If your mechanical company strives to grow in a balanced, healthy way, providing employees with career opportunities for personal improvement, then you have something in common with MTech Mechanical. Located in the Denver metro area of Colorado, MTech Mechanical is a design/build and specialty piping contractor for commercial and industrial projects. The company provides engineered solutions and processes, offering technical and operational expertise and turnkey design/build/maintain processes.
For fabrication in the mechanical BIM process, MTech Mechanical has been shifting its workflows toward using Autodesk Revit® since 2016. As with many MEP construction firms, the MTech Mechanical move to Revit is driven by owner and/or general contractor requirements for using BIM on projects. The company is also finding that it’s easier to work with the engineering team on inhouse services for large scale jobs when using Revit.
At first, the Revit interface was a challenge with the mechanical fabrication pieces, but that has improved over time. Virtual Construction Manager Steve Schmitt admitted there are pains and struggles when moving into Revit, and the lessons learned can be bumpy. “We don’t want mediocre work,” Schmitt said. “Revit is innovative, and we’re trying to go that route. As the technology grows, it gets better.”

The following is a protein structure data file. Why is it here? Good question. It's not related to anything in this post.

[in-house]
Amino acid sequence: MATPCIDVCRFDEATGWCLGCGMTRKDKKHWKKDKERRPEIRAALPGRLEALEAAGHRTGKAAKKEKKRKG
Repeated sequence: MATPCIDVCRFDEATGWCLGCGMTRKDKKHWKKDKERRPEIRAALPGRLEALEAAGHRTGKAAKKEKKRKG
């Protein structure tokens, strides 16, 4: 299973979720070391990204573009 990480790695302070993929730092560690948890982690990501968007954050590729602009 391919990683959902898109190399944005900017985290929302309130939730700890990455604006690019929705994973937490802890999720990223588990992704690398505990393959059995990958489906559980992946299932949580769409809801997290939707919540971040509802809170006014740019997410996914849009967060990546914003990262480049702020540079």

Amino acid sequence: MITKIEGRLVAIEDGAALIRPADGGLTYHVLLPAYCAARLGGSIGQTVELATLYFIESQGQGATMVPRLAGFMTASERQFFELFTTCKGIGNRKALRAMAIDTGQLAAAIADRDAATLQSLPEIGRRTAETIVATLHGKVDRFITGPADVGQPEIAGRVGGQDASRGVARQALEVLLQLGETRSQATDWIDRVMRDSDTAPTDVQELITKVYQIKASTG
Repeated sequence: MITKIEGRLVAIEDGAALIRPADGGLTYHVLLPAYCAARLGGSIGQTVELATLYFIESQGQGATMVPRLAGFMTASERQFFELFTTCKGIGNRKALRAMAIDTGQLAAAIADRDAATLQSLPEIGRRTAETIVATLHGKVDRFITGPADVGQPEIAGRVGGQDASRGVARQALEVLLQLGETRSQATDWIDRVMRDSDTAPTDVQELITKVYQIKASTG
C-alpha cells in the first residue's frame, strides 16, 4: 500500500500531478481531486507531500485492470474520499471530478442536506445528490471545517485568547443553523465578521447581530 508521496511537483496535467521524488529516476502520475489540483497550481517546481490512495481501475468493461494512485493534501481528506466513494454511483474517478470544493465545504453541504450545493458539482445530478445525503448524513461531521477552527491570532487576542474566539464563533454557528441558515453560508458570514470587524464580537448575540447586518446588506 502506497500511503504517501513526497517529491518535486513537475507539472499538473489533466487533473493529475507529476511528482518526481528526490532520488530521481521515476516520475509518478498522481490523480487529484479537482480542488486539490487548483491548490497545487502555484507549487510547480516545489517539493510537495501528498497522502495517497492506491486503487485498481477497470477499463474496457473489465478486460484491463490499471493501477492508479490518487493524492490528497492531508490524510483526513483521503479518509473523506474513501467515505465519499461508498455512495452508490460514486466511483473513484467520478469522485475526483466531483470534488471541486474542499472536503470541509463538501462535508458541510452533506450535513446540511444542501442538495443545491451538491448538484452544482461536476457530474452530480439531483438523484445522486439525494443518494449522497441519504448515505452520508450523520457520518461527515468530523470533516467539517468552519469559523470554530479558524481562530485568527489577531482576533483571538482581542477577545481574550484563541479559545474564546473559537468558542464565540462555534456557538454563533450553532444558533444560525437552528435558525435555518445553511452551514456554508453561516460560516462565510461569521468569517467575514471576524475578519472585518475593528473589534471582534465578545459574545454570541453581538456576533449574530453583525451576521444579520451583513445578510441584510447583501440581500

Based on the experiences of MTech Mechanical, the staff offered the following recommendations to other firms contemplating the move to Revit:
- Vet out your options well.
- Make sure the software can do exactly what you want it to do.
- Remember the platform is different, so there is a learning curve.
- Test the use of Revit on a smaller project first before doing a larger project.
One important time-saving benefit is the work that can be done in advance with Revit. Once the company is through the contract documents, the staff realized the design model is so complete it’s almost a fabrication model already. At that point everyone is very familiar with the model, and it basically represents the full building. All the trades can be working on it at the same time.
Schmitt explained that he likes the fact Revit is more streamlined than AutoCAD, so there aren’t as many drawings as there would be with AutoCAD. It’s just another aspect of using Revit that the employees appreciate, plus the links and backgrounds are far easier to do in Revit. When changes are made, everything that is affected updates in real-time on all the drawings. In Schmitt’s experience, Revit doesn’t bog down with all the information in the drawings, even when there are multiple details on one page.
MTech Mechanical added the Revit plug-in eVolve Mechanical as a time-saving tool for the fabrication process. eVolve Mechanical helps increase productivity when working with mechanical Revit assemblies, families, spooling, and hangers. On its Ideas page, eVolve MEP collects feedback from users to drive development of the software.